Storm surge and flood prone land
The placement of Hobart in the relatively short distance between kunanyi/Mt Wellington and the Derwent Estuary means that there a large number of watercourses running through the city. The steep slopes of kunanyi/Mt Wellington and the high rainfall nature of Tasmania means that there can be a considerable amount of water moving very quickly down Hobart’s watercourses. The urban layout of Hobart has resulted in many residences being built close to both piped and open watercourses and the coast where they could potentially be impacted by flooding or storm surge.
We have modelled storm surge and flood prone areas in Hobart, to identify areas at risk of flooding. This information shows us what is likely to happen in an extreme storm event.
If you are considering developing on land close to any watercourse (either puped or open) it is important to understand what may happen in the future.
The land that is considered at risk of storm surge is all land below 3 metres on the Australian Height Datum (Tasmania AHD83), where 0 is Tasmania’s approximate sea level in 1972.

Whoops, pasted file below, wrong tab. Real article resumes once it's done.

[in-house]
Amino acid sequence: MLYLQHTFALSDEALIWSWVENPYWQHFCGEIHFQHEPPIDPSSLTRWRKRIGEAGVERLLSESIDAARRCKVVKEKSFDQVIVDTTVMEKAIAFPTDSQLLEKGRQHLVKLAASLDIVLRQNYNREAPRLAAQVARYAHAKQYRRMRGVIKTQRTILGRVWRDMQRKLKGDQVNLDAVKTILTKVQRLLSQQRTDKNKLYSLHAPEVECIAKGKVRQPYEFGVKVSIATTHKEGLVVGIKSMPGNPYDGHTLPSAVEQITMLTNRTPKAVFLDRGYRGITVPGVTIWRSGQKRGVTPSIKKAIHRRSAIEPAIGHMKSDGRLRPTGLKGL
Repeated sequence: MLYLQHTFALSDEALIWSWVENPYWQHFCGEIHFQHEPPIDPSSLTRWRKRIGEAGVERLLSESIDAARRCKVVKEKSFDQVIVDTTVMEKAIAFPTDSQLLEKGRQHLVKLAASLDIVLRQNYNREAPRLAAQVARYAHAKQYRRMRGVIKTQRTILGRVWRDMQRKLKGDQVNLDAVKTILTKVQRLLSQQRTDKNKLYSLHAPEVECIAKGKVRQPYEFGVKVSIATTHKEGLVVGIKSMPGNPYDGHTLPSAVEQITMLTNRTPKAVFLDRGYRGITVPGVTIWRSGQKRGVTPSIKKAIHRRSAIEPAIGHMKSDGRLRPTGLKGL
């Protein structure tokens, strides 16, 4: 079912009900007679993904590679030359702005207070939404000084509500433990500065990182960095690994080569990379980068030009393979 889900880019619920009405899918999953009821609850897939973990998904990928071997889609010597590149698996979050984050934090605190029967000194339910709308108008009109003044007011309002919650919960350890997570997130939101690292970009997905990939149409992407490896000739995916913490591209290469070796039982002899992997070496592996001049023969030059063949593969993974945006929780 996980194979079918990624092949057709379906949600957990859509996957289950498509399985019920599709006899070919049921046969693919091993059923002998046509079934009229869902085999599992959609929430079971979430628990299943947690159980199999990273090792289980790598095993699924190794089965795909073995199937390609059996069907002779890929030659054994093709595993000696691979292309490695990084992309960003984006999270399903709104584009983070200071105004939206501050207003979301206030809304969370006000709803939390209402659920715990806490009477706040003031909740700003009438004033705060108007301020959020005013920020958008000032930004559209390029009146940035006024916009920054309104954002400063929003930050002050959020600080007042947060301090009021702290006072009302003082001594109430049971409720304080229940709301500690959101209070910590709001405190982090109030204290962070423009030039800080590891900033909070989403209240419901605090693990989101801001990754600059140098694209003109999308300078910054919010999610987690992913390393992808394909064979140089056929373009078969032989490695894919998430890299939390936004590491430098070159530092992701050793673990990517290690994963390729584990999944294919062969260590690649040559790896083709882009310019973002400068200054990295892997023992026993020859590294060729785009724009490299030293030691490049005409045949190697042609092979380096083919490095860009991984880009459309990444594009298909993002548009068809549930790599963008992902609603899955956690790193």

For more information about potential inundation risk areas, and a link to the updated flood maps, visit our understanding flood risk page.
The indicative plans show the approximate 3 metre datum, and land that may be at risk of flooding in a 1% annual exceedance probability (AEP) event. Should you be considering developing in a flood or storm surge prone area, further site specific modelling may be required to determine the actual risk to the property.
The maximum 1% Annual Exceedance Probability (AEP) for the year 2100 storm surge is 1.943 metres above AHD83 in the Hobart Region. A 1 metre freeboard is then added to account for wind and ocean swell generated waves. This totals 2.934 metres, rounded up to 3 metres.
Please note: AEP means the likelihood of a flood of a particular size (or larger) in any one year, usually expressed as a percentage. For example, if a peak flood discharge of 100 cubic metres per second has an AEP of 1%, there is a 1% chance (approximately equivalent to an average recurrence interval of 100 years) of a peak flood discharge of 100 cubic metres per second or larger occurring in any one year. However, the AEP of a flood event gives no indication when a flood of that size will occur next.